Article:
Vermont faces some of the same challenges other states face: a limited pool of health care workers, a divide between payers (insurance) and providers, and a benefits cliff, which happens when people fall off coverage when they earn too much for Medicaid. We also have unique geographic and technical barriers to providing affordable health care. Our state is sparsely populated with insufficient internet connectivity for telehealth in many areas.
Vermont’s attempt at single payer failed because we couldn’t control costs; we simply don’t have the economy of scale other states have. Yet, our small size can allow us to try innovative models, with right sizing for Vermont. Here are six steps we can take that will lower cost of health care while improving outcomes.
- Expand payment reform. At a minimum, Vermont’s administration needs to finish implementing the ambitious payment reform that the Legislature passed in 2015. The emphasis of payment reform is rewarding providers for offering preventative services. Responsible implementation will create stability for providers, greater profitability, and better health outcomes.
- A pilot program that cuts out the middle person. Hospitals are in a good position to accurately estimate and then control costs, while improving the health and access of patients. This pilot program, set up through an RFP, would create a merged hospital and insurance entity that would receive payment in advance to provide primary, secondary, and tertiary care to all members, while reducing overhead, improving care, and increasing transparency. It would use Medicaid as a base to support people who lost their health insurance when they lost their jobs.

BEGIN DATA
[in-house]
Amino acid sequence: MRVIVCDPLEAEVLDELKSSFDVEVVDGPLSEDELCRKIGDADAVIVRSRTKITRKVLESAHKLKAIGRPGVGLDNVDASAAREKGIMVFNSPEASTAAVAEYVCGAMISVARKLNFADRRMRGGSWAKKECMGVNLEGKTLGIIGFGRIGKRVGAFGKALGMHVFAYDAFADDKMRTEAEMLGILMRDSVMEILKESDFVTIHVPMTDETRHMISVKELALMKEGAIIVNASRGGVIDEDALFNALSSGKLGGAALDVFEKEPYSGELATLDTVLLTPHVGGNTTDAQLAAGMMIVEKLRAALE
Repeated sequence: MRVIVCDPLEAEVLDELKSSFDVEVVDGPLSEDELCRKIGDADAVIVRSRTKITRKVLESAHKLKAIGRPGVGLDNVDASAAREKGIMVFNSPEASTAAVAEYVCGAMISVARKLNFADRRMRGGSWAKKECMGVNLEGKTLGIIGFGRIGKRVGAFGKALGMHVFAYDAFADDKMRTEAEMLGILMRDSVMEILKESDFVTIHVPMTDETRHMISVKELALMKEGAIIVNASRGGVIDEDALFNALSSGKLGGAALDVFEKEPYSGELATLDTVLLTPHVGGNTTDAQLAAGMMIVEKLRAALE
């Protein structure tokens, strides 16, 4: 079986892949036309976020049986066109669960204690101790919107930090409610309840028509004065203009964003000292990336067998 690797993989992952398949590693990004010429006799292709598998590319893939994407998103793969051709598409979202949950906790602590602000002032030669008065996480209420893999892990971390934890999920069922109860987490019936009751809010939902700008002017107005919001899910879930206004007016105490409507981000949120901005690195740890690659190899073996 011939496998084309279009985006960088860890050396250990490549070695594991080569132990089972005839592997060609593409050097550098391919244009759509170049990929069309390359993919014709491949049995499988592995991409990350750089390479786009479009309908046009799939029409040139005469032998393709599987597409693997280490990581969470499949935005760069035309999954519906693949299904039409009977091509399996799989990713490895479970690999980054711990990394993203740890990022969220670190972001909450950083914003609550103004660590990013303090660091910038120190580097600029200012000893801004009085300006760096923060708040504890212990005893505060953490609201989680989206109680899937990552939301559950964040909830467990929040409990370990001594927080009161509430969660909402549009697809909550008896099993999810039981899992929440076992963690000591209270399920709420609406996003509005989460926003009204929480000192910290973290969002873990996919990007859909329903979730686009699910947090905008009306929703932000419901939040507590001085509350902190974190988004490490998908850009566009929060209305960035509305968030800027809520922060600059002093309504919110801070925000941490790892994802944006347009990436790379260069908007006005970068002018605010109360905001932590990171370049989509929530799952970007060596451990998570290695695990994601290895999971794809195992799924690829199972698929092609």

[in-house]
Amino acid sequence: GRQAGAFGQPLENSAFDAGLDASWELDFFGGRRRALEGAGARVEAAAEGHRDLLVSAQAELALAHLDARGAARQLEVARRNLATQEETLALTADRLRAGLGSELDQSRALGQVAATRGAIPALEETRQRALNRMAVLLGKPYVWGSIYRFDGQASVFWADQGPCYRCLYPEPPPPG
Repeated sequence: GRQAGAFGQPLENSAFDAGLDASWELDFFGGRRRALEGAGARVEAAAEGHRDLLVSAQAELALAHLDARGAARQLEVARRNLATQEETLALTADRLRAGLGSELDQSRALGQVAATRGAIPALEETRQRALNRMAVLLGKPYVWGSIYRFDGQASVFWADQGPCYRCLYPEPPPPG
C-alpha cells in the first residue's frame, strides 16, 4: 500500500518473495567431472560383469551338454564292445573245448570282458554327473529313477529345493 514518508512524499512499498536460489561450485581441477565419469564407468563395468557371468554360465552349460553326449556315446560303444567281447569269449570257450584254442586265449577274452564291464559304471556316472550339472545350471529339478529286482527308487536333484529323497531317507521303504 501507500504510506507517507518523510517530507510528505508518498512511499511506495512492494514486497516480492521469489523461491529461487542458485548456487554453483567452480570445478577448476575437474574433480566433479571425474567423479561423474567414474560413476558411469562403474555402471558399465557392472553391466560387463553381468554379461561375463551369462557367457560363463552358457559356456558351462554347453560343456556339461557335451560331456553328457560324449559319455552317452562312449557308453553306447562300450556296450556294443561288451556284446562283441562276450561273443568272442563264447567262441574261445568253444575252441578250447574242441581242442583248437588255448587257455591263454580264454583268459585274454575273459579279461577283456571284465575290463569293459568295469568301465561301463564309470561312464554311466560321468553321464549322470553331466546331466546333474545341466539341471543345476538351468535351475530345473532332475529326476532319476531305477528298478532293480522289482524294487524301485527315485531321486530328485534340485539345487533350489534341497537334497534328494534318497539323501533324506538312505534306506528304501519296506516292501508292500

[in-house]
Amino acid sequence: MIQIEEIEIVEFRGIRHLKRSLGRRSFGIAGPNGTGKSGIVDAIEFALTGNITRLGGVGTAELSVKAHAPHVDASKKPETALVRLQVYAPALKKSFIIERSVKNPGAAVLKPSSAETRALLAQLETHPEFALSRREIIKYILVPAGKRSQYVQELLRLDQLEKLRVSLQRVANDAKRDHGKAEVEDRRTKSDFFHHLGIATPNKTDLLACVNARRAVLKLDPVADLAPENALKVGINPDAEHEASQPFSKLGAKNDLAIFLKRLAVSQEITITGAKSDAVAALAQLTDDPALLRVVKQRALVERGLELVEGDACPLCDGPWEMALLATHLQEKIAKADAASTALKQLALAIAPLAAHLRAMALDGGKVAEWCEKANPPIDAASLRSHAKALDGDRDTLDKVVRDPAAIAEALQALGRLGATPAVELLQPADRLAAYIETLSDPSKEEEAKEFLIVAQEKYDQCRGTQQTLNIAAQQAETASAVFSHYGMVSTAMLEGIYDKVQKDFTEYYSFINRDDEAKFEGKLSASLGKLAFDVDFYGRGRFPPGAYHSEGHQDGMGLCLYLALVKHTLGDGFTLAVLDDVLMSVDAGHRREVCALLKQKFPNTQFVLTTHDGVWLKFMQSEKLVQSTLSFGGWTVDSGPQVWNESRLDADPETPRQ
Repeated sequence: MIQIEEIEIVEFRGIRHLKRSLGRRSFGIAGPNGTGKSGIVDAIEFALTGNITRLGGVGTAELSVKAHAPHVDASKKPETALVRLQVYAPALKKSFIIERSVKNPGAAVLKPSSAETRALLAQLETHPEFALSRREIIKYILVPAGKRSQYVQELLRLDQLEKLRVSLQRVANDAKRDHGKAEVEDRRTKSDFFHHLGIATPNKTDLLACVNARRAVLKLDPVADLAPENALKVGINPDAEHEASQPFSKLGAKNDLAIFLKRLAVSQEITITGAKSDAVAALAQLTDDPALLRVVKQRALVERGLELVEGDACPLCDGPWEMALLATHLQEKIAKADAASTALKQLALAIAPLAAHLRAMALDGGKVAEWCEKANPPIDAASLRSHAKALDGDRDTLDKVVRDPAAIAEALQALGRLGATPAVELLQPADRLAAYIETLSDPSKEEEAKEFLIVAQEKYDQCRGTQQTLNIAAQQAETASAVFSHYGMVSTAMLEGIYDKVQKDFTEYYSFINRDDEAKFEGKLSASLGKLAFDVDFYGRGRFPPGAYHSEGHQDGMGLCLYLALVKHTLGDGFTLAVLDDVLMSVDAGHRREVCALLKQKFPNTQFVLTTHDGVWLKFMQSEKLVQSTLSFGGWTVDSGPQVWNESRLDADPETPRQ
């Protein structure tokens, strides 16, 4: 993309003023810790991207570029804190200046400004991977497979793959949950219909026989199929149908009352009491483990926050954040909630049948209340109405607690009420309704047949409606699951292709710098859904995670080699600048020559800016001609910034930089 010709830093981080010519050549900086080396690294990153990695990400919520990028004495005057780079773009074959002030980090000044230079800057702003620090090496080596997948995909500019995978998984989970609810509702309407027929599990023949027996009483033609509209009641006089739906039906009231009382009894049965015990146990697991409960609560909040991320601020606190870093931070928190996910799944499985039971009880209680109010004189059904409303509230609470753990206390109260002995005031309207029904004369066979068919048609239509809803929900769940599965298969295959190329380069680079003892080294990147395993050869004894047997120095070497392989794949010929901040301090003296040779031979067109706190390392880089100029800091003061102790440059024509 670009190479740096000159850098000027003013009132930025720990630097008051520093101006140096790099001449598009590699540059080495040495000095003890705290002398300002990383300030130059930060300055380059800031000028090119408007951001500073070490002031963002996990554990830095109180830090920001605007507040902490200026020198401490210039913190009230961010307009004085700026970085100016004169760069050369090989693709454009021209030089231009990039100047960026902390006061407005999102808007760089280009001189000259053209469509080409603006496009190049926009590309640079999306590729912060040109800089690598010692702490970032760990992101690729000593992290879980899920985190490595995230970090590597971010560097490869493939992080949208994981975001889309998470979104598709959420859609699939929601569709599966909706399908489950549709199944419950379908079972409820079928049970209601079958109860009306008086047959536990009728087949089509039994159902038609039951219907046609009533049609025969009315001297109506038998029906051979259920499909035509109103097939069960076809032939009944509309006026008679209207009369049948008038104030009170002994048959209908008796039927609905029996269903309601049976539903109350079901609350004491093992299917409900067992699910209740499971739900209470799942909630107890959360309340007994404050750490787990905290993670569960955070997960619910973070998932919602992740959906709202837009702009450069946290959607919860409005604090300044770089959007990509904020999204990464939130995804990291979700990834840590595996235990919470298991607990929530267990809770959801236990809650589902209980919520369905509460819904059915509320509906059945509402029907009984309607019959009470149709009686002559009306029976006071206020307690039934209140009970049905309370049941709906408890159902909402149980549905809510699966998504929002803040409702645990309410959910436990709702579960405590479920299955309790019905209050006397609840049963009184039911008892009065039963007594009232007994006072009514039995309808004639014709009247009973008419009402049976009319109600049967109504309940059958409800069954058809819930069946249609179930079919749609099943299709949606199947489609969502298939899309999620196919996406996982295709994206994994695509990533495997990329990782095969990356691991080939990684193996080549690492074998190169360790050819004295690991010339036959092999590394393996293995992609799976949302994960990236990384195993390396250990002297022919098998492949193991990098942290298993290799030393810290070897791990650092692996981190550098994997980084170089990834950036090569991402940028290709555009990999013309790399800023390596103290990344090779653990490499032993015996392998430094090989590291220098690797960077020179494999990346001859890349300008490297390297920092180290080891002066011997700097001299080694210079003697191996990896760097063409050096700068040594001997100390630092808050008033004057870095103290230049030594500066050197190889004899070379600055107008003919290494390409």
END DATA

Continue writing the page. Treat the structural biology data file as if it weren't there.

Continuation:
- Global budgeting. Hospitals are essential in rural areas. However, our current model forces rural hospitals to use expensive elective procedures to remain financially sustainable. Population based payments from insurers can provide rural hospitals and providers with stable funding. This allows them to move away from fee-for-service, and provides financial support for prevention activities, to ensure that communities have continued access to essential services.
- Plan for the system as a whole. Not every hospital has to offer every service. If we plan systemically, we are able to ensure essential services remain in our communities while minimizing duplication of services and equipment.
- Develop our health care workforce. Investing in training for health care workers strengthens communities and our economy. We should expand loan forgiveness for primary care providers, strengthen health career pathways, help Vermonters earn nursing credentials in Vermont nursing programs, and use our state colleges to retrain people who have lost work in the pandemic.
- Regional partnerships. We can develop regional partnerships with neighboring states to lead where the federal government fails to lead. We can establish regional purchasing consortia to drive down the price of pharmaceuticals.
Our health care system is cumbersome and inefficient, but the good news is that we can use our small size to streamline services in ways that benefit patients and save people money. Vermont can serve as a model for the nation in reining in health care costs without sacrificing patient care.